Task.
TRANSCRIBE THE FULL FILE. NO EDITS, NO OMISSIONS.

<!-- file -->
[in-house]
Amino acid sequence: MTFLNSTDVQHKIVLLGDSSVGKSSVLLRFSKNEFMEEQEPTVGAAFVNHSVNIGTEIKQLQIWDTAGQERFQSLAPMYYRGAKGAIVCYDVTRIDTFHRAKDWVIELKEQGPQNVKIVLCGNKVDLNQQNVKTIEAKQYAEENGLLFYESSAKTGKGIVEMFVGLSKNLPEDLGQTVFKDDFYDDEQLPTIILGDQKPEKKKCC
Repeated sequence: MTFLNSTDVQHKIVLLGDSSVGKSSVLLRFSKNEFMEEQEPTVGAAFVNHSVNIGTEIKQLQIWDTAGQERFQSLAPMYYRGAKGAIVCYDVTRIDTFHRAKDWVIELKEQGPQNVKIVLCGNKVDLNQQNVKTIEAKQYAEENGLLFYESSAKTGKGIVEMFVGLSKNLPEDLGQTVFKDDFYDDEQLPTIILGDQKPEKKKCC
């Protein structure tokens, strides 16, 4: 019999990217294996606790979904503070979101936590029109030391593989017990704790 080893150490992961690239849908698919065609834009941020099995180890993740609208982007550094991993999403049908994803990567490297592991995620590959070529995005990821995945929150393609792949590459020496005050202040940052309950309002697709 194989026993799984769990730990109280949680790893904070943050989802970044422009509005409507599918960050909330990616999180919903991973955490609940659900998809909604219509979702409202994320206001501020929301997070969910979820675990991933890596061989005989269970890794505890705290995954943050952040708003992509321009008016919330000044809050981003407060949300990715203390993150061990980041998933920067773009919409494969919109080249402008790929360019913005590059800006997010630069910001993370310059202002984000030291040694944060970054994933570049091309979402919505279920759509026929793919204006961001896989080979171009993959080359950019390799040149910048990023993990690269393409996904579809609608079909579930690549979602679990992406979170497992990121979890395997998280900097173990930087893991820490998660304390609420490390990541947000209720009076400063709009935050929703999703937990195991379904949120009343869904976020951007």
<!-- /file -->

[in-house]
Amino acid sequence: MTFLNSTDVQHKIVLLGDSSVGKSSVLLRFSKNEFMEEQEPTVGAAFVNHSVNIGTEIKQLQIWDTAGQERFQSLAPMYYRGAKGAIVCYDVTRIDTFHRAKDWVIELKEQGPQNVKIVLCGNKVDLNQQNVKTIEAKQYAEENGLLFYESSAKTGKGIVEMFVGLSKNLPEDLGQTVFKDDFYDDEQLPTIILGDQKPEKKKCC
Repeated sequence: MTFLNSTDVQHKIVLLGDSSVGKSSVLLRFSKNEFMEEQEPTVGAAFVNHSVNIGTEIKQLQIWDTAGQERFQSLAPMYYRGAKGAIVCYDVTRIDTFHRAKDWVIELKEQGPQNVKIVLCGNKVDLNQQNVKTIEAKQYAEENGLLFYESSAKTGKGIVEMFVGLSKNLPEDLGQTVFKDDFYDDEQLPTIILGDQKPEKKKCC
């Protein structure tokens, strides 16, 4: 019999990217294996606790979904503070979101936590029109030391593989017990704790 080893150490992961690239849908698919065609834009941020099995180890993740609208982007550094991993999403049908994803990567490297592991995620590959070529995005990821995945929150393609792949590459020496005050202040940052309950309002697709 194989026993799984769990730990109280949680790893904070943050989802970044422009509005409507599918960050909330990616999180919903991973955490609940659900998809909604219509979702409202994320206001501020929301997070969910979820675990991933890596061989005989269970890794505890705290995954943050952040708003992509321009008016919330000044809050981003407060949300990715203390993150061990980041998933920067773009919409494969919109080249402008790929360019913005590059800006997010630069910001993370310059202002984000030291040694944060970054994933570049091309979402919505279920759509026929793919204006961001896989080979171009993959080359950019390799040149910048990023993990690269393409996904579809609608079909579930690549979602679990992406979170497992990121979890395997998280900097173990930087893991820490998660304390609420490390990541947000209720009076400063709009935050929703999703937990195991379904949120009343869904976020951007």